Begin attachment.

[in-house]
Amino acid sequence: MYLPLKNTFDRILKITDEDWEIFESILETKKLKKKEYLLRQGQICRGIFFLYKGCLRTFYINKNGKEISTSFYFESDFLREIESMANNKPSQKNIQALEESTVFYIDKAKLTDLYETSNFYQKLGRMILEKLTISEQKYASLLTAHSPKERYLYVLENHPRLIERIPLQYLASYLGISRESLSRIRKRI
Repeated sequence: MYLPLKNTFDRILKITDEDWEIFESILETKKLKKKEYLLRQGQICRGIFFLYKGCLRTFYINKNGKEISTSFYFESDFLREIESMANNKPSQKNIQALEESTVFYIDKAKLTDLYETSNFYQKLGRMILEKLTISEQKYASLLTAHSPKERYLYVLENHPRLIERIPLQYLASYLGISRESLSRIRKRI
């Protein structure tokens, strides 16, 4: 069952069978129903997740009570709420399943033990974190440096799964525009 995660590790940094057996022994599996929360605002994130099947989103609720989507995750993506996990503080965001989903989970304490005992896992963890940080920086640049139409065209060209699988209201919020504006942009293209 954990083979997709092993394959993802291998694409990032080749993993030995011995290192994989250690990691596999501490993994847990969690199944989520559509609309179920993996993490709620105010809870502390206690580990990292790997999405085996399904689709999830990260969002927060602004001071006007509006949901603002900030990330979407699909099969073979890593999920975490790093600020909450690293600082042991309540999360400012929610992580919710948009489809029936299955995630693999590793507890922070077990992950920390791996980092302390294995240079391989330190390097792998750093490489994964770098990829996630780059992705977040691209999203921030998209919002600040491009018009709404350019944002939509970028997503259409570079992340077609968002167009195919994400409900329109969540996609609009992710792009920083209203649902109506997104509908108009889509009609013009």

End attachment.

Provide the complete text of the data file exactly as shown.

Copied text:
[in-house]
Amino acid sequence: MYLPLKNTFDRILKITDEDWEIFESILETKKLKKKEYLLRQGQICRGIFFLYKGCLRTFYINKNGKEISTSFYFESDFLREIESMANNKPSQKNIQALEESTVFYIDKAKLTDLYETSNFYQKLGRMILEKLTISEQKYASLLTAHSPKERYLYVLENHPRLIERIPLQYLASYLGISRESLSRIRKRI
Repeated sequence: MYLPLKNTFDRILKITDEDWEIFESILETKKLKKKEYLLRQGQICRGIFFLYKGCLRTFYINKNGKEISTSFYFESDFLREIESMANNKPSQKNIQALEESTVFYIDKAKLTDLYETSNFYQKLGRMILEKLTISEQKYASLLTAHSPKERYLYVLENHPRLIERIPLQYLASYLGISRESLSRIRKRI
């Protein structure tokens, strides 16, 4: 069952069978129903997740009570709420399943033990974190440096799964525009 995660590790940094057996022994599996929360605002994130099947989103609720989507995750993506996990503080965001989903989970304490005992896992963890940080920086640049139409065209060209699988209201919020504006942009293209 954990083979997709092993394959993802291998694409990032080749993993030995011995290192994989250690990691596999501490993994847990969690199944989520559509609309179920993996993490709620105010809870502390206690580990990292790997999405085996399904689709999830990260969002927060602004001071006007509006949901603002900030990330979407699909099969073979890593999920975490790093600020909450690293600082042991309540999360400012929610992580919710948009489809029936299955995630693999590793507890922070077990992950920390791996980092302390294995240079391989330190390097792998750093490489994964770098990829996630780059992705977040691209999203921030998209919002600040491009018009709404350019944002939509970028997503259409570079992340077609968002167009195919994400409900329109969540996609609009992710792009920083209203649902109506997104509908108009889509009609013009």